Objectives of a Successful Medical Call Center Partnership
Many hospitals, practices, and healthcare groups have opted to close their internal triage call centers in favor of outsourcing, and although there are many reasons to make the change from an internal to external nurse call center, typically, the top motivation is financial.
The actual transition, however, can be stressful for the healthcare group as they wonder if they’ve made the right decision, and wonder if the partnered company has what it takes to foster a successful partnership.
We’ve outlined four objectives that help to identify what a successful medical call center partnership should look like.
1. Client & Caller Cultures are Understood
It’s important that the partnered medical call center understands both the client and the caller cultures from day one.
Cultures are inevitably going to vary widely from city-to-city, from state-to-state, and from caller-to-caller, so the medical call center needs to be aware of the culture of the callers, because it will often dictate the culture of the internal call center that they’re replacing.
For example, a nurse triage call center may have traditionally serviced large populations of educated, college or graduate-level students. It would be within the culture of these student-callers to ask in-depth, technical questions regarding the physiologies of their diseases and ailments.
The previous call center would have had to adapt to this, creating an internal culture that encouraged and fostered continued education, so that they were more capable of answering the student-caller queries.
The outsourced medical call center would need to be made aware of these two intertwined cultures, and would need to adapt their plans and services accordingly, ensuring that the student-callers would not just be able to receive appropriate treatment and advice levels, but would also leave the call satisfied, and with answers to their questions.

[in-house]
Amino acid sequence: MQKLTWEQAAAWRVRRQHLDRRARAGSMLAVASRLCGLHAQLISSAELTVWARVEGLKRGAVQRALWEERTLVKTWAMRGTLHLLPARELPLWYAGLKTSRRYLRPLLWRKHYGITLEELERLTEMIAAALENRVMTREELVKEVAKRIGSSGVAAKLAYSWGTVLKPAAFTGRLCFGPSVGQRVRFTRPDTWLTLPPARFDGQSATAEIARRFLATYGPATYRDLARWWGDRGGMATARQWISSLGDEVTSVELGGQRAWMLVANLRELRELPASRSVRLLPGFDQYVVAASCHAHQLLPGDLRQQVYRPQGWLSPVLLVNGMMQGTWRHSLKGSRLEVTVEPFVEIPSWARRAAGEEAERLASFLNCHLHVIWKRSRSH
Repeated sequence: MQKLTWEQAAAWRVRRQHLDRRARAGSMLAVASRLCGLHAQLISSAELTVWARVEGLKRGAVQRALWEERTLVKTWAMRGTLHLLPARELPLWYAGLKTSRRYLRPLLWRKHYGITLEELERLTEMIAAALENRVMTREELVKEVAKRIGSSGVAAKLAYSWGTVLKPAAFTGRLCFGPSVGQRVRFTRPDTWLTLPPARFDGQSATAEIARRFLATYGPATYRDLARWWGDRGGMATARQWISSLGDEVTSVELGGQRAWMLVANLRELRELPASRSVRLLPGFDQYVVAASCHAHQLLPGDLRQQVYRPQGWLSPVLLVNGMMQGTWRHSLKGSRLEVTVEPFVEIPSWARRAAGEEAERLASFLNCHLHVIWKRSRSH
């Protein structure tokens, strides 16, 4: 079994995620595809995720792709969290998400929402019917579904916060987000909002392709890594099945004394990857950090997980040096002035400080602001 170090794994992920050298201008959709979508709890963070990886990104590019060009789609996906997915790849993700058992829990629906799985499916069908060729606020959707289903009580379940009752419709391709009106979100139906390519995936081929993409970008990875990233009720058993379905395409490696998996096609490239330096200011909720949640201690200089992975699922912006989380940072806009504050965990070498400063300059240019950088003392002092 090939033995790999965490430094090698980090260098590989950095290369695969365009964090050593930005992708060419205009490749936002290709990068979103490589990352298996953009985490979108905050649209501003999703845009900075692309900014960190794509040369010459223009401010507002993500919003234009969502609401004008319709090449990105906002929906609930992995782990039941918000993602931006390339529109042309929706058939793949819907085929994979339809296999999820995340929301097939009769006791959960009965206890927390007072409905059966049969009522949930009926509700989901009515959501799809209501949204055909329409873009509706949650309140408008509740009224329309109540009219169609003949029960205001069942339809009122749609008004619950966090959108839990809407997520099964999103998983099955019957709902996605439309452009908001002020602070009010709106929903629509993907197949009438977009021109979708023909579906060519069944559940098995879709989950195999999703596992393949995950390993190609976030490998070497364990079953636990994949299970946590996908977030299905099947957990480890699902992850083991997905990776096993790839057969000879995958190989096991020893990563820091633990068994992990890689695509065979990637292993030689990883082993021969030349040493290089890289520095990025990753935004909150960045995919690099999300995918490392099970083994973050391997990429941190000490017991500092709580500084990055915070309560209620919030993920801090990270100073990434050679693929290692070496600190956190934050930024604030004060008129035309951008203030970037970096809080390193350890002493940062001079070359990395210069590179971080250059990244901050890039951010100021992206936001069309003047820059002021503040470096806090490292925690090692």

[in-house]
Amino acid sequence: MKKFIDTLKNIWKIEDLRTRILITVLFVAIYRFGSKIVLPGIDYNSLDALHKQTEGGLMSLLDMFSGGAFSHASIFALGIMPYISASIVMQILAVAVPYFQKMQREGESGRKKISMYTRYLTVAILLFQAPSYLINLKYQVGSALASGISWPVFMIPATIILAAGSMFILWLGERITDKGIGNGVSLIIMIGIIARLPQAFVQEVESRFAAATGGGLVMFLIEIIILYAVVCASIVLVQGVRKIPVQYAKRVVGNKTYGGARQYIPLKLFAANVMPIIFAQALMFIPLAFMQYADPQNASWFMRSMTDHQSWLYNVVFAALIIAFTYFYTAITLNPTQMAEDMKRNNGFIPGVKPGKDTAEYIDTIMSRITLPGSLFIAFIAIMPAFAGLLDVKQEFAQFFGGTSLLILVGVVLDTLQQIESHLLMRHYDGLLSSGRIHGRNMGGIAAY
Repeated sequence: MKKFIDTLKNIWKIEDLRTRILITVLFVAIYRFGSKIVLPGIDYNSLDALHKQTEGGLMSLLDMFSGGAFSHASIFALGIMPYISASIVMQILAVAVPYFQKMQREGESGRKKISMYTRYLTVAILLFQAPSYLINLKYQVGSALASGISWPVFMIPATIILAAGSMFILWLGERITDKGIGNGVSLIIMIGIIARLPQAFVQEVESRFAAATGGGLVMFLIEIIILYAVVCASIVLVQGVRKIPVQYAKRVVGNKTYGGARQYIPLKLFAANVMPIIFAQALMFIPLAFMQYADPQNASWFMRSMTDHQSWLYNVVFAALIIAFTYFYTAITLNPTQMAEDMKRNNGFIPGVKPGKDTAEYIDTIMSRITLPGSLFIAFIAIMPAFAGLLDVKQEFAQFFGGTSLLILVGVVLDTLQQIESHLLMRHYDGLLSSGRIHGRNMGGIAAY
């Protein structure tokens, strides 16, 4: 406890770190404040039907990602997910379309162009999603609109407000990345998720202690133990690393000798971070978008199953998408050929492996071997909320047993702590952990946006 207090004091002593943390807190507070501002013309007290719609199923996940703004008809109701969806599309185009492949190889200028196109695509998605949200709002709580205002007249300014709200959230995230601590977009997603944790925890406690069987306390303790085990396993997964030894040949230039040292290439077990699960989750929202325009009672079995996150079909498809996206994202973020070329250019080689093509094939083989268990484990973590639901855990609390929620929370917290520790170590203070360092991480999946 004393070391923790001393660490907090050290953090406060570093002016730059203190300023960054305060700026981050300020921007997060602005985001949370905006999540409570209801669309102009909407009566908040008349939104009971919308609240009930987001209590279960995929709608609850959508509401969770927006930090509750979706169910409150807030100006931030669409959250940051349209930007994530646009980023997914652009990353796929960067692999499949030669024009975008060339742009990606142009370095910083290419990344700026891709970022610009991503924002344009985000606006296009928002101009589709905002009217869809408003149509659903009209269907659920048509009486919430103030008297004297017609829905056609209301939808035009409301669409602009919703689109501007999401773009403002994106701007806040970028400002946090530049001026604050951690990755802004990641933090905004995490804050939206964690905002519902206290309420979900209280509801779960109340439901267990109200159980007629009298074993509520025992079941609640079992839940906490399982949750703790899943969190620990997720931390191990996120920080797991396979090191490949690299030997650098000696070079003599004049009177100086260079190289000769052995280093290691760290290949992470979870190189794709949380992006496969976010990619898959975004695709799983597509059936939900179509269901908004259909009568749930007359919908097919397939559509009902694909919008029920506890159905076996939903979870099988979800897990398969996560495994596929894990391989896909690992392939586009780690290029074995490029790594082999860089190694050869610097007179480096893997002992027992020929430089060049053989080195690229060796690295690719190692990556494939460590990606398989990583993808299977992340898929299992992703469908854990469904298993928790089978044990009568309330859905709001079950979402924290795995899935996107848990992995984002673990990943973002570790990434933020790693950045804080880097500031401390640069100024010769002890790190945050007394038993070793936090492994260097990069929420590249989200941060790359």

2. The Emotional Impact of Outsourcing is Managed
As internal nurse call centers run and operate, some nurses may develop intimate knowledge of patients, procedures, or physician’s personalities and standards of practice.
When outsourcing a medical call center, these highly experienced and highly knowledgeable nurses, as well as other highly valued personnel, may need to be reassigned or laid-off, which can result in anger, distrust, and malcompliance, so it’s important that both the hospital and new service provider be sensitive to these situations, and honor the work and experience of their staff.
Existing call center managers can often become effective implementation project managers, bringing tremendous value to establishing well-functioning services for the client healthcare group.
3. Determine Optimization Opportunities & Ensure a Seamless Transfer
It’s essential that the outsourced call center learns the services that the existing call center delivers, and makes sure that they can continue to provide the services at the same (or higher) quality level.
Before any changes are suggested, however, it’s imperative that a detailed discovery process be completed. This discovery process would include an in-depth review of call flows and reports, and sitting down with the client healthcare group to define what patient experience they would like the callers to have.
After this in-depth meeting takes place, the outsourced call center and the client can begin determining a transitory plan.
4. Provide a Dedicated Account Manager
After all of the initial knowledge-transfer meetings have taken place, and after the transition has occurred, it’s up to the dedicated account manager to ensure that things go according to schedule.
The dedicated, strategic account manager should continually be checking that the medical call center is serving in the best interests of the client, and should be involved from the start of implementation so that they’re aware of the culture, practices, and goals of the healthcare organization.
The account managers should make sure that the nurse triage call center is on top of every issue from day one, and that the nurses are caring for the patients in an effective, compassionate manner.